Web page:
I would like to digress briefly at this point, to say a word about the non-profit sector of which District Six Museum forms part. I prefer the term ‘not for profit’ which more positively articulates the intentions of the organisations which are located in this sector. ‘Non-profit’ carries with it the connotation of being a deficit position (‘non’) in relation to the normative position (‘profit’). The sector needs to be named in terms of what it is doing, not what it is not doing.

Keeping the doors of the District Six Museum open


Some of the challenges to values and integrity have arisen out of the need to remain financially sustainable. For example, we have felt compelled to decline opportunities to earn income from offers which seemed to constitute a commercialisation of people’s stories in our archive, which are  mostly stories of trauma. There have also been requests to use archival prints to adorn walls in spaces from which people were dispossessed. These seemed to fall into the ‘heritage as decor’ category, not linked to an attempt at deep engagement to illuminate our understandings of current issues. Interestingly, declining such offers has often created the impression that the Museum did not need the money which is not the case. For me, the measure of integrity arises from being able to make such a decision despite needing the money.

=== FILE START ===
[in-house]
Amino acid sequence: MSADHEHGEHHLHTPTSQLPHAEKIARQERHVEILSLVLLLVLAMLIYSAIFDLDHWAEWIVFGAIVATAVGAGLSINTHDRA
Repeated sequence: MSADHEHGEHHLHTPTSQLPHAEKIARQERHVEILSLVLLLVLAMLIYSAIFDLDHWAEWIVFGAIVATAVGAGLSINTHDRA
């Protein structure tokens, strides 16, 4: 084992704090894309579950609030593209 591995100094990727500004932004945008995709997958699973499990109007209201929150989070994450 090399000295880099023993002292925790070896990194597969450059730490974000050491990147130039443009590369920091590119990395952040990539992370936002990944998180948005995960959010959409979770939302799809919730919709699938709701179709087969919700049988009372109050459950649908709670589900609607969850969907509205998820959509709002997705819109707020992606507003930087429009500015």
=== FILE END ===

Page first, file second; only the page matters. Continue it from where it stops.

In a context where tourism is regarded as one of the main economic drivers of our economy, it has been hard to hold onto the stance of not being oriented towards tourism – while simultaneously being respectful of and grateful for tourism. Engaging tourism on our own terms continues to be hard. But it is possible and it has been worthwhile.

Being a woman

As a woman director in this city, it has not been easy to make that argument. Many times I got the impression that people thought that maybe I ‘did not get it’ when I took certain positions and would proceed to lecture me on my short-sightedness, assuming that I did not understand the business-side of  things. I have always tried to listen with depth in search of understanding where the points of synergy lie, and make informed decisions from that place of understanding. For the most part this has worked in my favour.

I have had to unlearn many of my old habits as I became aware that occasionally I was responsible for undermining myself.

Being of a naturally (or is it conditioning?) nurturing nature, I have had to sometimes literally sit on my hands to stop myself from always being the one to offer hospitality at meetings. Not a problem in itself but when non-reciprocal, expected and gendered – it does become problematic. I have had to remind male counterparts that women are not genetically wired to take notes, send reminders or organise schedules. I do these things because I am good at it; I do it for my benefit and because I find that it makes my life easier. My intention is not to provide an assumed service to others who make no effort.